The Adventures of Huckleberry Finn
WELL, three or four months run along, and it was well into the winter now. I had
been to school most all the time and could spell and read and write just a little,
and could say the multiplication table up to six times seven is thirty-five, and I
don't reckon I could ever get any further than that if I was to live forever. I don't
take no stock in mathematics, any- way.
At first I hated the school, but by and by I got so I could stand it. Whenever I got
uncommon tired I played hookey, and the hiding I got next day done me good
and cheered me up. So the longer I went to school the easier it got to be. I was
getting sort of used to the widow's ways, too, and they warn't so raspy on me.
Living in a house and sleeping in a bed pulled on me pretty tight mostly, but
before the cold weather I used to slide out and sleep in the woods sometimes,
and so that was a rest to me. I liked the old ways best, but I was getting so I liked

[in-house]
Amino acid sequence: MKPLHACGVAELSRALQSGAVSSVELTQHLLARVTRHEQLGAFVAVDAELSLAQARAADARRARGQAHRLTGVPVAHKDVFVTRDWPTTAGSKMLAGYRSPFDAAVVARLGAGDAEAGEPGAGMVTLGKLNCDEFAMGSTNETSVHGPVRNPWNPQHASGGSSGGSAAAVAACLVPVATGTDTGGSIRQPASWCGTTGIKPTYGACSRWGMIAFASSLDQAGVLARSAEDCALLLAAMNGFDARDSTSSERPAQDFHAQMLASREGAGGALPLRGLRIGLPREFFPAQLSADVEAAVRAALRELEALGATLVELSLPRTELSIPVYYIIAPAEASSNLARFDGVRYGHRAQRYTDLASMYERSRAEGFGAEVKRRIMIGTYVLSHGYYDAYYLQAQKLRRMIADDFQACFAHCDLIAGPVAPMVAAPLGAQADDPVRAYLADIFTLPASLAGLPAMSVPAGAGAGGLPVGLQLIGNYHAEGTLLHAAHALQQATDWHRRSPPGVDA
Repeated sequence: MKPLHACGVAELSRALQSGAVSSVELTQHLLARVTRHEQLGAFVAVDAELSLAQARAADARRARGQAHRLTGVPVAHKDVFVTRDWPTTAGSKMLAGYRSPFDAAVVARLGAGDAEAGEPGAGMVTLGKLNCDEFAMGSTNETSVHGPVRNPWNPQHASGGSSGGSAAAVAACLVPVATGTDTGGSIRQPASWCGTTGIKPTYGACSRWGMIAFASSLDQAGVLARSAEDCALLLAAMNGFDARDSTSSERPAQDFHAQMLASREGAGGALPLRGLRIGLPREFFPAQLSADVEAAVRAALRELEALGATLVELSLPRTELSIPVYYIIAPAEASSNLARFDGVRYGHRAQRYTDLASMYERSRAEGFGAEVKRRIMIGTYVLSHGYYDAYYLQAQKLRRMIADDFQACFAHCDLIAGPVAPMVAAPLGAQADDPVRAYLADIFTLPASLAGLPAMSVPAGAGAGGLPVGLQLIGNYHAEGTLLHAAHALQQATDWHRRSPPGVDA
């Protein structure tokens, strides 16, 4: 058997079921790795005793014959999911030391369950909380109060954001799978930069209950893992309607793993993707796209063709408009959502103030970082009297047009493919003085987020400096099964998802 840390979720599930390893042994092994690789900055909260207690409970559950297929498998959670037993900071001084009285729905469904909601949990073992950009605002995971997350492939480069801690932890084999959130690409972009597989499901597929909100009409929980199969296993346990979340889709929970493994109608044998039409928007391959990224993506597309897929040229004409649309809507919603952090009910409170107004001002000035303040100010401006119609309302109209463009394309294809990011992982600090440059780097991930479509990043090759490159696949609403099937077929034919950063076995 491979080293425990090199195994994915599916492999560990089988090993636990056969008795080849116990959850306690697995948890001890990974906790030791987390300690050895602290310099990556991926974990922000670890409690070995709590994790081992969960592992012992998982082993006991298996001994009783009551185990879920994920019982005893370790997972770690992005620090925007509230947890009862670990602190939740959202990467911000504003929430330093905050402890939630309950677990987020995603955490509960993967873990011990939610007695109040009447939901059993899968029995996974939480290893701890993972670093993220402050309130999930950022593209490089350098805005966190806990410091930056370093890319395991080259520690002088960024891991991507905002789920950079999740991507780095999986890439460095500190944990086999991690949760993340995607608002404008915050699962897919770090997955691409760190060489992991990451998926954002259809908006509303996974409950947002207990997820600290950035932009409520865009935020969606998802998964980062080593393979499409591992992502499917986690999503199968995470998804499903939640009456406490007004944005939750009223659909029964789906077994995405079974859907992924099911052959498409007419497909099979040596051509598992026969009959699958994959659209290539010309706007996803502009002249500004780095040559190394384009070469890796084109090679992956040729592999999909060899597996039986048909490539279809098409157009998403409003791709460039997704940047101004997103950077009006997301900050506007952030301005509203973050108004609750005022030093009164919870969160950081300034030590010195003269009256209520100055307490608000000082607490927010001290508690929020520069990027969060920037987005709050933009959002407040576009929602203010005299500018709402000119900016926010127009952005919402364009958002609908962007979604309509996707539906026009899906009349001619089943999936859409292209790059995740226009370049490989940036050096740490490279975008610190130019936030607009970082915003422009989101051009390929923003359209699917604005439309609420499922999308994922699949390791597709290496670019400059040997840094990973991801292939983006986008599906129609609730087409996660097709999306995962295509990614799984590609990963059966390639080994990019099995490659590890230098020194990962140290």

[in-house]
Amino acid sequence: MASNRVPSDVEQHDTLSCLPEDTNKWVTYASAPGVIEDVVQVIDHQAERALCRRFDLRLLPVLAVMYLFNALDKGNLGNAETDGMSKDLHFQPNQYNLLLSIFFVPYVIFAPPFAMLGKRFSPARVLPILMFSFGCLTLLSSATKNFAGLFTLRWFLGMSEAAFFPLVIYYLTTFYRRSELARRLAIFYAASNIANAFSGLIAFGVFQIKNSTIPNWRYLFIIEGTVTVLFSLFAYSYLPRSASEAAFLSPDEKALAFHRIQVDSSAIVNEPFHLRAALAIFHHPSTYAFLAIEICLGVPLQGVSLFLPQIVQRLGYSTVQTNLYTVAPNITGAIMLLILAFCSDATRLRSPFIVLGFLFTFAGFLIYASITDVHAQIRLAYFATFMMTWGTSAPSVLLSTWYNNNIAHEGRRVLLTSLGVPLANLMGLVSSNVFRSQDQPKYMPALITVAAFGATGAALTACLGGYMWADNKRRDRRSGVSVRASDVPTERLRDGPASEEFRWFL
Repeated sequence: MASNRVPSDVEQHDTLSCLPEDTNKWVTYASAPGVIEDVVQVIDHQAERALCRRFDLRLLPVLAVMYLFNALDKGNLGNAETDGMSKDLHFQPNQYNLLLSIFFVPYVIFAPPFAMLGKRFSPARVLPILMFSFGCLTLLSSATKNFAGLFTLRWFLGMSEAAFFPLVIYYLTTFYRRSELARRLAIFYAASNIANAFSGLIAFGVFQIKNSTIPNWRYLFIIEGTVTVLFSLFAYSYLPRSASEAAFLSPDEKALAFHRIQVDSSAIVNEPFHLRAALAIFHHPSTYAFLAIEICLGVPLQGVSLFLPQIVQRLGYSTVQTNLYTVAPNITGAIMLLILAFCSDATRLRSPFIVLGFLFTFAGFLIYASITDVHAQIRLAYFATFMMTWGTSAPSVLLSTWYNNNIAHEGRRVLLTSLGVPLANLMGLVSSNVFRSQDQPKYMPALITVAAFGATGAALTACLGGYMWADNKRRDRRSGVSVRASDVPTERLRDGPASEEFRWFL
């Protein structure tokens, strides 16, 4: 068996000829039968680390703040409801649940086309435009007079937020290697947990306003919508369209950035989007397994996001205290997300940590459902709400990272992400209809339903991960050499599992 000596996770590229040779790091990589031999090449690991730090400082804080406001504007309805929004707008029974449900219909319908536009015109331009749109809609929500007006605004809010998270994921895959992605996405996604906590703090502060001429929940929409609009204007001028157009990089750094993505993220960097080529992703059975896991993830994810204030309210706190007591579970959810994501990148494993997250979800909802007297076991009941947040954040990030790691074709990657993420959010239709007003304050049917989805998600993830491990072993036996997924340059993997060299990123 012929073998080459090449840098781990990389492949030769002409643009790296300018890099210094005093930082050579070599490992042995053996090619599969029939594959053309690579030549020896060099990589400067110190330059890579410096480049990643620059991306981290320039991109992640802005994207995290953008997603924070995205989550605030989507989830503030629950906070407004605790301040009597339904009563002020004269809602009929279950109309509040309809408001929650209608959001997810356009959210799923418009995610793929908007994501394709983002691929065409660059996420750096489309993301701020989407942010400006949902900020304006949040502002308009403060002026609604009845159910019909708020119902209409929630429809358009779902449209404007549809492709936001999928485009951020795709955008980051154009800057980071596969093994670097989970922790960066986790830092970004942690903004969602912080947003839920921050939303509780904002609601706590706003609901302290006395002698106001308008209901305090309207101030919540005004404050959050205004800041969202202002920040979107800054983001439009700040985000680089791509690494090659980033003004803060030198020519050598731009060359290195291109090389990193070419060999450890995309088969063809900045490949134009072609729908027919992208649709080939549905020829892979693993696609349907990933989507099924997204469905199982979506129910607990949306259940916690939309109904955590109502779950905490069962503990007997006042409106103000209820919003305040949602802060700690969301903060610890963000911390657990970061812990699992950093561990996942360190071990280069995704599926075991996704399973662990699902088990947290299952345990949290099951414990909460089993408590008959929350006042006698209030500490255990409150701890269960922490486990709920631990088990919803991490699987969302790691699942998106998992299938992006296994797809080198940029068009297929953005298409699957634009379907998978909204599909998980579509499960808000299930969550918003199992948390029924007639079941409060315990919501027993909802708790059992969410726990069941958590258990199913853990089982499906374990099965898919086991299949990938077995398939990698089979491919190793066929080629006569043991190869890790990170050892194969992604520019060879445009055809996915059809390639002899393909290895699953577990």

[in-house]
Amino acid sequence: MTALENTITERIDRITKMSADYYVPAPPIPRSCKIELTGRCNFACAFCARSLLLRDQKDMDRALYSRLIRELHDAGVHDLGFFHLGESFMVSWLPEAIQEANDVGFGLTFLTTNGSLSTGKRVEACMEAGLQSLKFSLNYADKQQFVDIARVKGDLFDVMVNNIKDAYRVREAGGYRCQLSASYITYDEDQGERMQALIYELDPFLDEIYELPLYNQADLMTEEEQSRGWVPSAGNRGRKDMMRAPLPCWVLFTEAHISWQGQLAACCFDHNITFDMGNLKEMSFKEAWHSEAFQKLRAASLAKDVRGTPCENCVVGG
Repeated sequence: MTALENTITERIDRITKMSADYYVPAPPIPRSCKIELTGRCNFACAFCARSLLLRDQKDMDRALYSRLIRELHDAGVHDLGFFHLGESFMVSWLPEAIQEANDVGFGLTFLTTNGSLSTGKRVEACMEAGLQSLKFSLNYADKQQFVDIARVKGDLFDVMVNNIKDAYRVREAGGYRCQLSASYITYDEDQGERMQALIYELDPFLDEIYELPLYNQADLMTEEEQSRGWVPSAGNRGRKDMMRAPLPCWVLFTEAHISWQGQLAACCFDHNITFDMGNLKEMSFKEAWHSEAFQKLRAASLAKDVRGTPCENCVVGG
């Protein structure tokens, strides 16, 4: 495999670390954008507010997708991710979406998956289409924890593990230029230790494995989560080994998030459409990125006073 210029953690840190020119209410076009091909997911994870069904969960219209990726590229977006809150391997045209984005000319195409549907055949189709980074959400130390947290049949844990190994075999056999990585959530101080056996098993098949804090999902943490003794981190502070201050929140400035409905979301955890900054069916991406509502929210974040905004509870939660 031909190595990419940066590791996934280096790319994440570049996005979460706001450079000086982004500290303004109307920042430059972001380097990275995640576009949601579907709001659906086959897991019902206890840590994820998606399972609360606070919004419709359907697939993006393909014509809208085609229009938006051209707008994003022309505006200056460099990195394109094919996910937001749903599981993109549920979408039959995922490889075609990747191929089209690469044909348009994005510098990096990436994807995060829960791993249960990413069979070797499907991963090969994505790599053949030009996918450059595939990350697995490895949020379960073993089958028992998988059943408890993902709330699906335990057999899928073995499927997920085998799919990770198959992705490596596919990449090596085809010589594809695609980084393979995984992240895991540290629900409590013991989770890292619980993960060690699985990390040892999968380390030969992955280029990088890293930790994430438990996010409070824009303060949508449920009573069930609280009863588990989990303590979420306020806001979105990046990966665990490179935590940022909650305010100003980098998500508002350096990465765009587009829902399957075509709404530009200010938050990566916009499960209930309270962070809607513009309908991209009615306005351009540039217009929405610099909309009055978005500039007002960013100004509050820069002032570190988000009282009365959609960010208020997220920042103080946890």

the new ones, too, a little bit. The widow said I was coming along slow but sure,
and doing very satisfactory. She said she warn't ashamed of me.
One morning I happened to turn over the salt-cellar at breakfast. I reached for
some of it as quick as I could to throw over my left shoulder and keep off the bad
luck, but Miss Watson was in ahead of me, and crossed me off. She says, "Take
your hands away, Huckleberry; what a mess you are always making!" The widow
put in a good word for me, but that warn't going to keep off the bad luck, I
knowed that well enough. I started out, after breakfast, feeling worried and shaky,
and wondering where it was going to fall on me, and what it was going to be.
There is ways to keep off some kinds of bad luck, but this wasn't one of them
kind; so I never tried to do anything, but just poked along low-spirited and on the